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Single Whip Reform

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  • Date: 1580
  • Chinese: 一條鞭法 (Yītiáo biān fǎ)

The Single Whip Reform was a shift in Ming Dynasty China's tax structure, from payments in kind (e.g. rice, grain, textiles) to tax payments in silver, implemented throughout the Ming empire c. 1580. It has been argued that this change was not only significant within Chinese history, but had a profound impact on world history, as the newly increased demand for silver within China drove Asian & European trade networks & empires linking sources of silver in Japan and New Spain with sources of Chinese goods such as porcelains and silks.

The reform was implemented under Grand Secretary Zhang Juzheng, chief advisor to the Wanli Emperor. Thirty or forty different categories of taxes were now simplified into a singular, streamlined, tax structure, and where taxes were previously paid in some combination of cash (coin) and kind (grain or other products), all taxes were now to be paid in coin.[1] Whereas people previously simply gave a portion of what they produced to the government, they now had to sell their products at market, and give a portion of their monetary earnings to the government as tax payments - a system much more like that which is most common in the world today.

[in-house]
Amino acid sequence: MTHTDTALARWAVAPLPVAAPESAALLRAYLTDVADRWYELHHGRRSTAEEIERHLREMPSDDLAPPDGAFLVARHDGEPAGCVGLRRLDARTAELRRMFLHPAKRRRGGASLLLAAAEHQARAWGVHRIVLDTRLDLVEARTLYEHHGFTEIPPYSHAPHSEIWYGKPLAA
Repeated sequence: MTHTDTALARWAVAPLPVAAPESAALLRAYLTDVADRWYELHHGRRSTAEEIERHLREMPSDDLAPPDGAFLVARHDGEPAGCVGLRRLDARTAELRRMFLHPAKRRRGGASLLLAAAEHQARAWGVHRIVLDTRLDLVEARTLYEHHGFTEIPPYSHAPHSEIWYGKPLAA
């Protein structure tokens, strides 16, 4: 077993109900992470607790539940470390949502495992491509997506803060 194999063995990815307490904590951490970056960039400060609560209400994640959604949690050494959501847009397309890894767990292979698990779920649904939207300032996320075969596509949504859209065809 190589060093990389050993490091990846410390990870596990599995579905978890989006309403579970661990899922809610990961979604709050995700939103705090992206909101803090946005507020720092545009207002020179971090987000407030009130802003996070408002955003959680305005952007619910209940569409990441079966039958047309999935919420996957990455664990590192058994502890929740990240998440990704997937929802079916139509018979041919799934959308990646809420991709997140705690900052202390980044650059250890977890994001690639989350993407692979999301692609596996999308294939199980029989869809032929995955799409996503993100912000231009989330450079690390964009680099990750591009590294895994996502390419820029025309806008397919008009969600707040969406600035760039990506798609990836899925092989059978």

While the standard narratives of world history have previously suggested that 16th century globalization - linking East Asia and Europe via the New World - was mostly driven quite simply by Spanish greed, prominent historians are today arguing that it was the enormous demand within China for silver created by this Reform that drove the success of Spanish global trade linkages, and of other Asian & European trade networks in the region. A massive volume of silver poured out of Japanese and New World mines (esp. that at Potosi in Bolivia) over the next century or so, with the vast majority of it flowing into China.

References

  1. Ray Huang, 1587: A Year of No Significance, Yale University Press (1981), 1-41.
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